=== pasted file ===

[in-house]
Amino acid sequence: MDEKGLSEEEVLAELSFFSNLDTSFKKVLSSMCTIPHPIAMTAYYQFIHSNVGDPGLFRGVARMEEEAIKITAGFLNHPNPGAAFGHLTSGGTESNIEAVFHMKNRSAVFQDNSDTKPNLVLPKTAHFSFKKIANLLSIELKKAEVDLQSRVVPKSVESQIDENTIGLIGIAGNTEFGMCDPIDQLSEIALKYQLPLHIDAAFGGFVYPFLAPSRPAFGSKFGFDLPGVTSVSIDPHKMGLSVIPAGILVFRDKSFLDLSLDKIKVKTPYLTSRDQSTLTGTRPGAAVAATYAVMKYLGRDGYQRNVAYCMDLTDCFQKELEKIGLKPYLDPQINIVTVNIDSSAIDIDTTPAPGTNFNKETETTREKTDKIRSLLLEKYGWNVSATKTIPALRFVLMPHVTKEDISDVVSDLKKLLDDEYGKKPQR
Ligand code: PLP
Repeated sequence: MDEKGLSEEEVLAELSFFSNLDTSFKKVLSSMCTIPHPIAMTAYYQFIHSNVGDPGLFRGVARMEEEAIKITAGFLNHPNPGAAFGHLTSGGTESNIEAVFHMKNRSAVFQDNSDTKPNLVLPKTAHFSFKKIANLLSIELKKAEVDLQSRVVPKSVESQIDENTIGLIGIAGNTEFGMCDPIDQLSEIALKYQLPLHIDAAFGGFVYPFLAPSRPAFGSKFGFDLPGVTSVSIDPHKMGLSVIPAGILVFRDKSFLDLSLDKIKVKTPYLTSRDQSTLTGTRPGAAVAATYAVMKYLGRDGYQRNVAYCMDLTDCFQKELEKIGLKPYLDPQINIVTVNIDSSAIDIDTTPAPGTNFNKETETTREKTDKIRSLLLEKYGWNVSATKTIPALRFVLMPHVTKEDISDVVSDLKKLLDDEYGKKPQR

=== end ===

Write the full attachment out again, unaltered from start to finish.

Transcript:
[in-house]
Amino acid sequence: MDEKGLSEEEVLAELSFFSNLDTSFKKVLSSMCTIPHPIAMTAYYQFIHSNVGDPGLFRGVARMEEEAIKITAGFLNHPNPGAAFGHLTSGGTESNIEAVFHMKNRSAVFQDNSDTKPNLVLPKTAHFSFKKIANLLSIELKKAEVDLQSRVVPKSVESQIDENTIGLIGIAGNTEFGMCDPIDQLSEIALKYQLPLHIDAAFGGFVYPFLAPSRPAFGSKFGFDLPGVTSVSIDPHKMGLSVIPAGILVFRDKSFLDLSLDKIKVKTPYLTSRDQSTLTGTRPGAAVAATYAVMKYLGRDGYQRNVAYCMDLTDCFQKELEKIGLKPYLDPQINIVTVNIDSSAIDIDTTPAPGTNFNKETETTREKTDKIRSLLLEKYGWNVSATKTIPALRFVLMPHVTKEDISDVVSDLKKLLDDEYGKKPQR
Ligand code: PLP
Repeated sequence: MDEKGLSEEEVLAELSFFSNLDTSFKKVLSSMCTIPHPIAMTAYYQFIHSNVGDPGLFRGVARMEEEAIKITAGFLNHPNPGAAFGHLTSGGTESNIEAVFHMKNRSAVFQDNSDTKPNLVLPKTAHFSFKKIANLLSIELKKAEVDLQSRVVPKSVESQIDENTIGLIGIAGNTEFGMCDPIDQLSEIALKYQLPLHIDAAFGGFVYPFLAPSRPAFGSKFGFDLPGVTSVSIDPHKMGLSVIPAGILVFRDKSFLDLSLDKIKVKTPYLTSRDQSTLTGTRPGAAVAATYAVMKYLGRDGYQRNVAYCMDLTDCFQKELEKIGLKPYLDPQINIVTVNIDSSAIDIDTTPAPGTNFNKETETTREKTDKIRSLLLEKYGWNVSATKTIPALRFVLMPHVTKEDISDVVSDLKKLLDDEYGKKPQR